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Photo Essay: Let's Get High

You can smoke it, you just can’t sell it.

On Feb. 26, marijuana use was legalized in the District, but laws limit residents over the age of 21 to the possession of up to 2 ounces of weed and the ability to have plants in their homes, so long as there are no more than three immature and three mature plants. But the laws did not legalize a market for the drug, nor for its seeds, which are needed to grow the plants at home. But pot smokers have found a way to get the goods, as everyone knew they would. They just share it.

On March 30, Adam Eidinger, the leader of the DC Cannabis Campaign, hosted a seed exchange at his home and campaign headquarters on Massachusetts Avenue near Embassy Row, where people could bring seeds to trade, legally and in public. The highly publicized event also attracted anti-pot activists, who handed out flyers to passersby. For those who showed up to participate in the exchange, the line stretched a quarter of a mile down the street and took an hour and a half to get through. But people were happy to wait.   - Eleanor Greene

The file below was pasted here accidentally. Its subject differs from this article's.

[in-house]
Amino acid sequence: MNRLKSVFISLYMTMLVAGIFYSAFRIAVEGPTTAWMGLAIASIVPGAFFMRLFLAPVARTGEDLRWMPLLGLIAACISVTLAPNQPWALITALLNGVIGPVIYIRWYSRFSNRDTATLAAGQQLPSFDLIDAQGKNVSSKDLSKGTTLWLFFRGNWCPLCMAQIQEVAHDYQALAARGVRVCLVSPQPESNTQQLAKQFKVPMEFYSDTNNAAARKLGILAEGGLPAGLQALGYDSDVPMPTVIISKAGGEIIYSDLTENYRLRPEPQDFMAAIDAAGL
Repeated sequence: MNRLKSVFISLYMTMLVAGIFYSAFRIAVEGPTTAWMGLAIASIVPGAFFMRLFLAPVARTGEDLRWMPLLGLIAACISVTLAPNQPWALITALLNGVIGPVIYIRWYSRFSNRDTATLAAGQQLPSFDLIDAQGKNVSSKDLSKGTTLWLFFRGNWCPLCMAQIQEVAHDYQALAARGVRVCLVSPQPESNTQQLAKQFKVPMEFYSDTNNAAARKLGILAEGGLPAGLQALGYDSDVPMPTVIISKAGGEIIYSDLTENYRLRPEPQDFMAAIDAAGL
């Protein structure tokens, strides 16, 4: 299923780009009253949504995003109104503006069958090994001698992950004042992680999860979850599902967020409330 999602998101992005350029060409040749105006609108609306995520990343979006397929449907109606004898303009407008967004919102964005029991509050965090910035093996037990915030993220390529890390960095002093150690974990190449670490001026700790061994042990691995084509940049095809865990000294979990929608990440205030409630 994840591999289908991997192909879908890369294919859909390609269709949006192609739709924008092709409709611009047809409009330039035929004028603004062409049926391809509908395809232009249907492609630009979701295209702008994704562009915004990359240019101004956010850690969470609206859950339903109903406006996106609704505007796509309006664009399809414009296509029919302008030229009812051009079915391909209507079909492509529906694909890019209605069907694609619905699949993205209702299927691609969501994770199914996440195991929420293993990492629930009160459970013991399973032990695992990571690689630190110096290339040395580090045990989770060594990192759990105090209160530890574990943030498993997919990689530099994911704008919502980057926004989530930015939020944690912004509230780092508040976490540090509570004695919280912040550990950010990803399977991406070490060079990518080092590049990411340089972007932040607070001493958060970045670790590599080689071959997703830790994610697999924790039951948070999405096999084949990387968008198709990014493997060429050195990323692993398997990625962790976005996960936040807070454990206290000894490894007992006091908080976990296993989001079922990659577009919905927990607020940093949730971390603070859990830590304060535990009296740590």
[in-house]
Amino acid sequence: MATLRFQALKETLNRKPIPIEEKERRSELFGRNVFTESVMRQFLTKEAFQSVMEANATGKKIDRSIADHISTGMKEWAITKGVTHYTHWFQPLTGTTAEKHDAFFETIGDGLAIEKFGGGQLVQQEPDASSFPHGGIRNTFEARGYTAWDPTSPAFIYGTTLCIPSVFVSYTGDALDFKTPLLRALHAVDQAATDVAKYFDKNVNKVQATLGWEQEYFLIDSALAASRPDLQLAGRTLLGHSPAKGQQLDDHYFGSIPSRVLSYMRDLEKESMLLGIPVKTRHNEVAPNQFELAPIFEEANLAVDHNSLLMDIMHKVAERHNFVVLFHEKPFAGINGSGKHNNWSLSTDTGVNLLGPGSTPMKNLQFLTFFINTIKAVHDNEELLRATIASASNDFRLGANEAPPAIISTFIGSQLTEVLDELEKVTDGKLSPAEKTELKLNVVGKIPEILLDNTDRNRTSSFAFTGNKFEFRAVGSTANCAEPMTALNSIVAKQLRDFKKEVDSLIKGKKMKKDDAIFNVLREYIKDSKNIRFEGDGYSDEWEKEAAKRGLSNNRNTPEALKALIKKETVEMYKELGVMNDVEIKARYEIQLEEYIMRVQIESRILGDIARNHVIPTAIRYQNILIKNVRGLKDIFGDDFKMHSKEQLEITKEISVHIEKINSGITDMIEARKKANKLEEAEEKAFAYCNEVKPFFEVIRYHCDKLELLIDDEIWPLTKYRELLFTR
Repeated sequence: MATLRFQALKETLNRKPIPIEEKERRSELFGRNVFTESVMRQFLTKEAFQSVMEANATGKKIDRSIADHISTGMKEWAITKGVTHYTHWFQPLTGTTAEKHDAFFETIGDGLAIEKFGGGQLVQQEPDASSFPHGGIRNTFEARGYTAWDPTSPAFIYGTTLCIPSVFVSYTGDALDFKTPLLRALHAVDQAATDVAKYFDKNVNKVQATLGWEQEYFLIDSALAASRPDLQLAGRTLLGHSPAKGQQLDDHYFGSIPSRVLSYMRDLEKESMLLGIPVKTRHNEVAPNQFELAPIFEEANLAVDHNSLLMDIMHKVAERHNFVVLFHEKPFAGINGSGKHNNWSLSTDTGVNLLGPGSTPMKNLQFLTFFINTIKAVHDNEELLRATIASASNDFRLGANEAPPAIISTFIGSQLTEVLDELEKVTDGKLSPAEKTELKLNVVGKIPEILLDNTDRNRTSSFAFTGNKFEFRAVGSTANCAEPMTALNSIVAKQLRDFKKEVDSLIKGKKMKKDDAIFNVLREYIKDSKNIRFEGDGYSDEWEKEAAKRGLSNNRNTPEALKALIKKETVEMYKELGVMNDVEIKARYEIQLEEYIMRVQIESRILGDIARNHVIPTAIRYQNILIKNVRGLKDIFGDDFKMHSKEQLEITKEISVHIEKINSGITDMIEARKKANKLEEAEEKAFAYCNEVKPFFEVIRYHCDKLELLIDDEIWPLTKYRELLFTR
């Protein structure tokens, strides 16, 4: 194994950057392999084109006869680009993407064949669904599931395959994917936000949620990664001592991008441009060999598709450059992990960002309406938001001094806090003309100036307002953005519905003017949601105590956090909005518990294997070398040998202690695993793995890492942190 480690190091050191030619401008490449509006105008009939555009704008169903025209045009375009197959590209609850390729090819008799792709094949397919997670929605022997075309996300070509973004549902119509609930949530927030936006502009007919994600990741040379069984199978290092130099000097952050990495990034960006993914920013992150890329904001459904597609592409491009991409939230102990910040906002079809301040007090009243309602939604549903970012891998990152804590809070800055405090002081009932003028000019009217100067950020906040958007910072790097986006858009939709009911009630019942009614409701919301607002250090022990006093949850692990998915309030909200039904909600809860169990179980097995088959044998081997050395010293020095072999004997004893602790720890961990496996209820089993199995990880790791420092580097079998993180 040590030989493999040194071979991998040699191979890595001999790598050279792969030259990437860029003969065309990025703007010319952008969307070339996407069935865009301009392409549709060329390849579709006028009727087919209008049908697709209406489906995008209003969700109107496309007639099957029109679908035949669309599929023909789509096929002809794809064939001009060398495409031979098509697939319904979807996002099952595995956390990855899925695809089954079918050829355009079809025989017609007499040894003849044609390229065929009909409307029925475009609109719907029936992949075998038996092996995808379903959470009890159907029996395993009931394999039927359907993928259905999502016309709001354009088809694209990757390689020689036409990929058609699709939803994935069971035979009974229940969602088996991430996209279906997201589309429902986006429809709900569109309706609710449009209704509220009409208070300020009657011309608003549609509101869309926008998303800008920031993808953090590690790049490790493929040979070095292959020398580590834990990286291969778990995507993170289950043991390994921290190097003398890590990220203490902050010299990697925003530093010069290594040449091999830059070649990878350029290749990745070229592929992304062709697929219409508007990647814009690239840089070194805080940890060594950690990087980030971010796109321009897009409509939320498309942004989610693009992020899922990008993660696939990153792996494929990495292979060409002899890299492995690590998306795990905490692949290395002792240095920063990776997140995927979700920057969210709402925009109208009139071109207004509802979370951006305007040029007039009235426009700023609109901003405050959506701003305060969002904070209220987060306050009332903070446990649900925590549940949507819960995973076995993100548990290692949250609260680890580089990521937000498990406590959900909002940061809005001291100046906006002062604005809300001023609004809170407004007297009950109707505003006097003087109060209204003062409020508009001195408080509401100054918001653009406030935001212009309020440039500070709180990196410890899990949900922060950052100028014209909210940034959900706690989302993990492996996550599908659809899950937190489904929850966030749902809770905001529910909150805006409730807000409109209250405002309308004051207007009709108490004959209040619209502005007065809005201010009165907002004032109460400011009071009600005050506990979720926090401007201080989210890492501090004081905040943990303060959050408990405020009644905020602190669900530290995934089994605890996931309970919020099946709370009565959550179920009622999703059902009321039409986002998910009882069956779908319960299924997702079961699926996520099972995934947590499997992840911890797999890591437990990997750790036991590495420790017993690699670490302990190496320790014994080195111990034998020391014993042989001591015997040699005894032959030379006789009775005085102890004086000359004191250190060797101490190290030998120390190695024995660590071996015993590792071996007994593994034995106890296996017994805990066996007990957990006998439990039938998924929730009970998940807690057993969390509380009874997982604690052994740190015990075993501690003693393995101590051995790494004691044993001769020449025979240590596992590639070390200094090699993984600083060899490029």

Legalization advocates gave out stickers advocating for the DC Cannabis Campaign efforts.



DC residents swap seeds for new strains of cannabis.



People waited in line for over an hour waiting for free rolling papers and cannabis seeds.



A woman displays marijuana growing equipment to people waiting in line at the second DC cannabis seed exchange.



A man selling marijuana grinders to people standing in line at the DC cannabis seed exchange.



A man hands out information about  cultivating cannabis plants to people waiting in line.



A legal exchange of cannbis seeds and paraphernalia.



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